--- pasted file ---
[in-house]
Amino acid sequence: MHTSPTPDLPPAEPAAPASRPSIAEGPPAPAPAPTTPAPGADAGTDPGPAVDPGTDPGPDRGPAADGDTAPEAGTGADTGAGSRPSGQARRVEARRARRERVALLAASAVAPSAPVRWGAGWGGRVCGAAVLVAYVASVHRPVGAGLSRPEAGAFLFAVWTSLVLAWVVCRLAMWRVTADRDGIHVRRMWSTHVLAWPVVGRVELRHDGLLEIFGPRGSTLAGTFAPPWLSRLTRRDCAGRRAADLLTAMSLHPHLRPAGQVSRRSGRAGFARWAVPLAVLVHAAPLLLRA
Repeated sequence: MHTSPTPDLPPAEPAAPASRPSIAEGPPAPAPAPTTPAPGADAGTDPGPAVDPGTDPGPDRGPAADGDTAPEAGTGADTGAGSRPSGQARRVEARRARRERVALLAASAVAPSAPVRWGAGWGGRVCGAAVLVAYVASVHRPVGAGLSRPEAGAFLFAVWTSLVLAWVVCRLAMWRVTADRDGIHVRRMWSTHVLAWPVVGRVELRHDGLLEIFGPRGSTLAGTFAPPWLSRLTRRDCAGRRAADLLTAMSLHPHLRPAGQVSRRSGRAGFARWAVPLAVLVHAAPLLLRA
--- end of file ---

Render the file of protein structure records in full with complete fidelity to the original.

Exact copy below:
[in-house]
Amino acid sequence: MHTSPTPDLPPAEPAAPASRPSIAEGPPAPAPAPTTPAPGADAGTDPGPAVDPGTDPGPDRGPAADGDTAPEAGTGADTGAGSRPSGQARRVEARRARRERVALLAASAVAPSAPVRWGAGWGGRVCGAAVLVAYVASVHRPVGAGLSRPEAGAFLFAVWTSLVLAWVVCRLAMWRVTADRDGIHVRRMWSTHVLAWPVVGRVELRHDGLLEIFGPRGSTLAGTFAPPWLSRLTRRDCAGRRAADLLTAMSLHPHLRPAGQVSRRSGRAGFARWAVPLAVLVHAAPLLLRA
Repeated sequence: MHTSPTPDLPPAEPAAPASRPSIAEGPPAPAPAPTTPAPGADAGTDPGPAVDPGTDPGPDRGPAADGDTAPEAGTGADTGAGSRPSGQARRVEARRARRERVALLAASAVAPSAPVRWGAGWGGRVCGAAVLVAYVASVHRPVGAGLSRPEAGAFLFAVWTSLVLAWVVCRLAMWRVTADRDGIHVRRMWSTHVLAWPVVGRVELRHDGLLEIFGPRGSTLAGTFAPPWLSRLTRRDCAGRRAADLLTAMSLHPHLRPAGQVSRRSGRAGFARWAVPLAVLVHAAPLLLRA